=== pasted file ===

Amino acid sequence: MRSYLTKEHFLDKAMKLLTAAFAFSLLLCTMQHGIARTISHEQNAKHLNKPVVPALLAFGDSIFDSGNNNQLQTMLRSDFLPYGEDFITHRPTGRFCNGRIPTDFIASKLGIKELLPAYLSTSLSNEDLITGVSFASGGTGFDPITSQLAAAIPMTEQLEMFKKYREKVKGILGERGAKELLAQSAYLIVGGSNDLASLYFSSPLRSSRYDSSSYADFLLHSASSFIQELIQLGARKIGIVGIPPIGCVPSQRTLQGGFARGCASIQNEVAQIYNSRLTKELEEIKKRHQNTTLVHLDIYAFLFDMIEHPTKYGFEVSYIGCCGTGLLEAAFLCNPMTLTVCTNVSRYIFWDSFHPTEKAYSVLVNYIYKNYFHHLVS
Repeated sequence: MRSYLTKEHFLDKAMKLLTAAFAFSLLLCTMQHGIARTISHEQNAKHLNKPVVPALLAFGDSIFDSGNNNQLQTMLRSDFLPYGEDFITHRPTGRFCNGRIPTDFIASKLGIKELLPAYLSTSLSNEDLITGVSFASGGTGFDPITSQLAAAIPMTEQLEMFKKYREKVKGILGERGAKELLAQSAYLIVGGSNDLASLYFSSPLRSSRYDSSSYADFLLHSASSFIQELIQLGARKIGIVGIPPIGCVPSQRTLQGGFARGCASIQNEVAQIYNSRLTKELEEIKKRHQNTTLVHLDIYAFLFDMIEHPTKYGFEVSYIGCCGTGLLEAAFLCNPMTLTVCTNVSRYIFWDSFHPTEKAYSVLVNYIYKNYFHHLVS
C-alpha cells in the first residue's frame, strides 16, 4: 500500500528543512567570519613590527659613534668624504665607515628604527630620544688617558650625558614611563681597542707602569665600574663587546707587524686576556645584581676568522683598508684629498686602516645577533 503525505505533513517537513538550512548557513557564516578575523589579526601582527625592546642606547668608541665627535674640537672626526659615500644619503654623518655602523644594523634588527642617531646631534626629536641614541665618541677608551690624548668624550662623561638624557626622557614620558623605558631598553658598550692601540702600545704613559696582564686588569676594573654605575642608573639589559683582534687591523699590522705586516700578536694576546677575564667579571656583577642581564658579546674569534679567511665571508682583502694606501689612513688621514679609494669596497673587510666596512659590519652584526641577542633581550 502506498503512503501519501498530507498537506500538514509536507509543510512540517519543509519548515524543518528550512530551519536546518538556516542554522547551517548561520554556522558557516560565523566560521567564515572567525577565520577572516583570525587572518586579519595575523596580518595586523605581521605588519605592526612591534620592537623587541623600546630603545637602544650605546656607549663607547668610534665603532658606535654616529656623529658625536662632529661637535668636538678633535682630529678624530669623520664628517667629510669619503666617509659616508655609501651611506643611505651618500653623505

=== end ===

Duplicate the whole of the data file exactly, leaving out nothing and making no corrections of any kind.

Amino acid sequence: MRSYLTKEHFLDKAMKLLTAAFAFSLLLCTMQHGIARTISHEQNAKHLNKPVVPALLAFGDSIFDSGNNNQLQTMLRSDFLPYGEDFITHRPTGRFCNGRIPTDFIASKLGIKELLPAYLSTSLSNEDLITGVSFASGGTGFDPITSQLAAAIPMTEQLEMFKKYREKVKGILGERGAKELLAQSAYLIVGGSNDLASLYFSSPLRSSRYDSSSYADFLLHSASSFIQELIQLGARKIGIVGIPPIGCVPSQRTLQGGFARGCASIQNEVAQIYNSRLTKELEEIKKRHQNTTLVHLDIYAFLFDMIEHPTKYGFEVSYIGCCGTGLLEAAFLCNPMTLTVCTNVSRYIFWDSFHPTEKAYSVLVNYIYKNYFHHLVS
Repeated sequence: MRSYLTKEHFLDKAMKLLTAAFAFSLLLCTMQHGIARTISHEQNAKHLNKPVVPALLAFGDSIFDSGNNNQLQTMLRSDFLPYGEDFITHRPTGRFCNGRIPTDFIASKLGIKELLPAYLSTSLSNEDLITGVSFASGGTGFDPITSQLAAAIPMTEQLEMFKKYREKVKGILGERGAKELLAQSAYLIVGGSNDLASLYFSSPLRSSRYDSSSYADFLLHSASSFIQELIQLGARKIGIVGIPPIGCVPSQRTLQGGFARGCASIQNEVAQIYNSRLTKELEEIKKRHQNTTLVHLDIYAFLFDMIEHPTKYGFEVSYIGCCGTGLLEAAFLCNPMTLTVCTNVSRYIFWDSFHPTEKAYSVLVNYIYKNYFHHLVS
C-alpha cells in the first residue's frame, strides 16, 4: 500500500528543512567570519613590527659613534668624504665607515628604527630620544688617558650625558614611563681597542707602569665600574663587546707587524686576556645584581676568522683598508684629498686602516645577533 503525505505533513517537513538550512548557513557564516578575523589579526601582527625592546642606547668608541665627535674640537672626526659615500644619503654623518655602523644594523634588527642617531646631534626629536641614541665618541677608551690624548668624550662623561638624557626622557614620558623605558631598553658598550692601540702600545704613559696582564686588569676594573654605575642608573639589559683582534687591523699590522705586516700578536694576546677575564667579571656583577642581564658579546674569534679567511665571508682583502694606501689612513688621514679609494669596497673587510666596512659590519652584526641577542633581550 502506498503512503501519501498530507498537506500538514509536507509543510512540517519543509519548515524543518528550512530551519536546518538556516542554522547551517548561520554556522558557516560565523566560521567564515572567525577565520577572516583570525587572518586579519595575523596580518595586523605581521605588519605592526612591534620592537623587541623600546630603545637602544650605546656607549663607547668610534665603532658606535654616529656623529658625536662632529661637535668636538678633535682630529678624530669623520664628517667629510669619503666617509659616508655609501651611506643611505651618500653623505